Valentina Arismendi ’21 presents to nearly 4,000 virtual attendees at Adobe MAX 2020
by Barbara Wiedemann
What do photographer Annie Leibovitz, filmmaker Ava DuVernay and UNC Hussman senior Valentina Arismendi ’21 have in common? Each talked in depth about creative storytelling on Tuesday, sharing her point of view with a global virtual audience at Adobe MAX 2020, The Creativity Conference.
Every year, San Francisco-based Adobe Systems hosts an event to announce and promote its latest releases, and celebrate creativity with Adobe Creative Cloud users. This year’s conference is underway, and due to the coronavirus, it’s happening virtually across the globe with over 250 sessions, labs and creativity workshops for attendees to choose from.
Arismendi, an Honors Carolina student, was born in Venezuela and moved to Winter Springs, Florida, with her family in 2003. Coming to the University of North Carolina at Chapel Hill was an early goal. Getting into the honors program and receiving a Wood Family Scholarship helped make the dream a reality. She continues to foster big dreams and set goals to achieve them at Carolina.
“The Wood Family Scholarship instilled in me this drive to ask myself: ‘What do you want to do next, and what do you have to do to get there?’” she said of the leadership program. She describes the program’s weekly meetings, one-on-one work with an adviser and book discussions with her peers since 2018 as instrumental in her ability to stay ambitious and focused at Carolina.
The senior is emphasizing graphic design as a UNC Hussman media and journalism student. She plans to graduate with a minor in composition, rhetoric and digital literacy and another in social and economic justice.
The irrepressibly curious Arismendi took a less than straight path to success at UNC. She detailed that winding journey in her Tuesday, October 20, Adobe MAX 2020 presentation “One Student’s Journey: How Digital Literacy Assignments Can Propel Success,” to 3,960 attendees from across the globe.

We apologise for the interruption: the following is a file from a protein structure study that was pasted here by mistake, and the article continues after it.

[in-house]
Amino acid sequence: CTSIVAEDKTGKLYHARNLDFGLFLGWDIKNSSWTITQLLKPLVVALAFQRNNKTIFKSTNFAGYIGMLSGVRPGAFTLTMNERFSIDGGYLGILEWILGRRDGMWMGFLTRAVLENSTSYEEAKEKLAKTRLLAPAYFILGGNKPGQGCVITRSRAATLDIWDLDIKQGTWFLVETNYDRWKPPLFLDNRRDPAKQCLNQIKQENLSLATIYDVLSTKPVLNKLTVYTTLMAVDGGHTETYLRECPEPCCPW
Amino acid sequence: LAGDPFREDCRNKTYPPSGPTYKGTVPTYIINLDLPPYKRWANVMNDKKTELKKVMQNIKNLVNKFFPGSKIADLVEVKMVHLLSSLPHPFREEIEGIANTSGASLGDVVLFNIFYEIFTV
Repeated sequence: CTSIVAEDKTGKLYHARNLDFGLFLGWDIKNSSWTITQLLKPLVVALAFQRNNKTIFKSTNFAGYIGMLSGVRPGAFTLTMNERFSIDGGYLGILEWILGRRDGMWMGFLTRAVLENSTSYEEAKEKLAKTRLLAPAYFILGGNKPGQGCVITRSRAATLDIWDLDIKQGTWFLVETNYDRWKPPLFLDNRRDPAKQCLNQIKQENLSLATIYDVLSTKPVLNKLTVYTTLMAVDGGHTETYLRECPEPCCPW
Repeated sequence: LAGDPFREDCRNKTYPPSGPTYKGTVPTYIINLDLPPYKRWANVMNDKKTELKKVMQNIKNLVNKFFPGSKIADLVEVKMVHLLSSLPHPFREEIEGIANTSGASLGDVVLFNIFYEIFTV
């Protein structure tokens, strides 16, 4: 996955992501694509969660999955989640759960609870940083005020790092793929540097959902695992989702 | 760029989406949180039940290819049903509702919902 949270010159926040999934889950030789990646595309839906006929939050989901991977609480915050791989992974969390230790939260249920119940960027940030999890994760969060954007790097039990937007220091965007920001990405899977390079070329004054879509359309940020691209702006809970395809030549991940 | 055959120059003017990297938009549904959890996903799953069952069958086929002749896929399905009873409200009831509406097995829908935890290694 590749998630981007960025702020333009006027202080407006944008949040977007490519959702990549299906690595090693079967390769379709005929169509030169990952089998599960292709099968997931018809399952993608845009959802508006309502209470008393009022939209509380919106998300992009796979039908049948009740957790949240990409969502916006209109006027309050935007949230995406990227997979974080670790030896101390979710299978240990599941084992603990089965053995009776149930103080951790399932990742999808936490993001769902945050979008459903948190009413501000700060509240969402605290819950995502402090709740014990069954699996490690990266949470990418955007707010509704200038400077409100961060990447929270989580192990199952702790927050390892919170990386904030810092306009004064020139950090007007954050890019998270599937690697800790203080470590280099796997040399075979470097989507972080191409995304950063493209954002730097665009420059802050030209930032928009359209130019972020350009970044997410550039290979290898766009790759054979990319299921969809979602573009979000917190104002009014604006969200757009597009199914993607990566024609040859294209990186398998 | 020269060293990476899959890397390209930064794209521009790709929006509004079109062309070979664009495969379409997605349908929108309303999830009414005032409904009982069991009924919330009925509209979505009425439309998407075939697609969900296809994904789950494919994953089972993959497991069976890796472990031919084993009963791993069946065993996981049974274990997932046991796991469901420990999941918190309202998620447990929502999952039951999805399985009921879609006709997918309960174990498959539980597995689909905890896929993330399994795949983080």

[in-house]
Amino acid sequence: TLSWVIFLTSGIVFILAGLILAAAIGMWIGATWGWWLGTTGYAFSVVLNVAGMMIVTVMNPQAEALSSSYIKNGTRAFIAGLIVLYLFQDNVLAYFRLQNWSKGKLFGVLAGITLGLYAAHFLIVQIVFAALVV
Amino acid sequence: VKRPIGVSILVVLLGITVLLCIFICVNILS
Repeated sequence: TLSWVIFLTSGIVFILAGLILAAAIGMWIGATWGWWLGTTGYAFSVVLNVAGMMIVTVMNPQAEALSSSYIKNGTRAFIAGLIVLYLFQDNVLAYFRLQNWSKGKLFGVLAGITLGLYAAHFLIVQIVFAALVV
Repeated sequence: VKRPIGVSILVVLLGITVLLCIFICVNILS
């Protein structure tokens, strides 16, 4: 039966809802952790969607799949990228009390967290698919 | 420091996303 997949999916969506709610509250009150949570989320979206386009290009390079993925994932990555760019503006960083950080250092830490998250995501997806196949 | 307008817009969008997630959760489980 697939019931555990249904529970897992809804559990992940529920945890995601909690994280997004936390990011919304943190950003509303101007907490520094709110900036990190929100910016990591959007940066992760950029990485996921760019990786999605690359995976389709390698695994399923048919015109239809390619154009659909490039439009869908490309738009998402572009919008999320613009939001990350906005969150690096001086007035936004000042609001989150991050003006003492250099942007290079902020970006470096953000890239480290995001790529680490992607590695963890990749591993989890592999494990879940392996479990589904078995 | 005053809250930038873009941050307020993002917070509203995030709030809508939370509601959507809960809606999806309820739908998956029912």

She’s not worried that the path forward is not a completely linear one.
“We have a lot of alumni at UNC Hussman who come back and share insights from their career,” she told her Adobe MAX audience about the guest lecturers she’s learned from as a student. “They always talk about how their career path was not straight… It’s simply never linear anymore!”
Arismendi walked her audience from design literacy projects she undertook in high school and through assignments that have shaped her career direction as she decided on a major at Carolina, moving from business to political science before she settled on media and journalism.
The Adobe MAX presenter shared projects she’s developed over the years, including as a Burch Fellow in Los Angeles in the summer of 2019 where, under the guidance of the Honors Carolina program, she documented Venezuelan immigrants who were small business owners, starting over in the U.S.
“It was one of the most influential summers that I’ve had,” she said, as she noted that the technological skills she’d learned for assignments in Carolina classes gave her the confidence to be multimodal in her storytelling that summer.
She shared the importance of reflection on learning, and talked about how she actively takes time to think about how she’ll use the skills gained from one assignment to creatively solve future projects.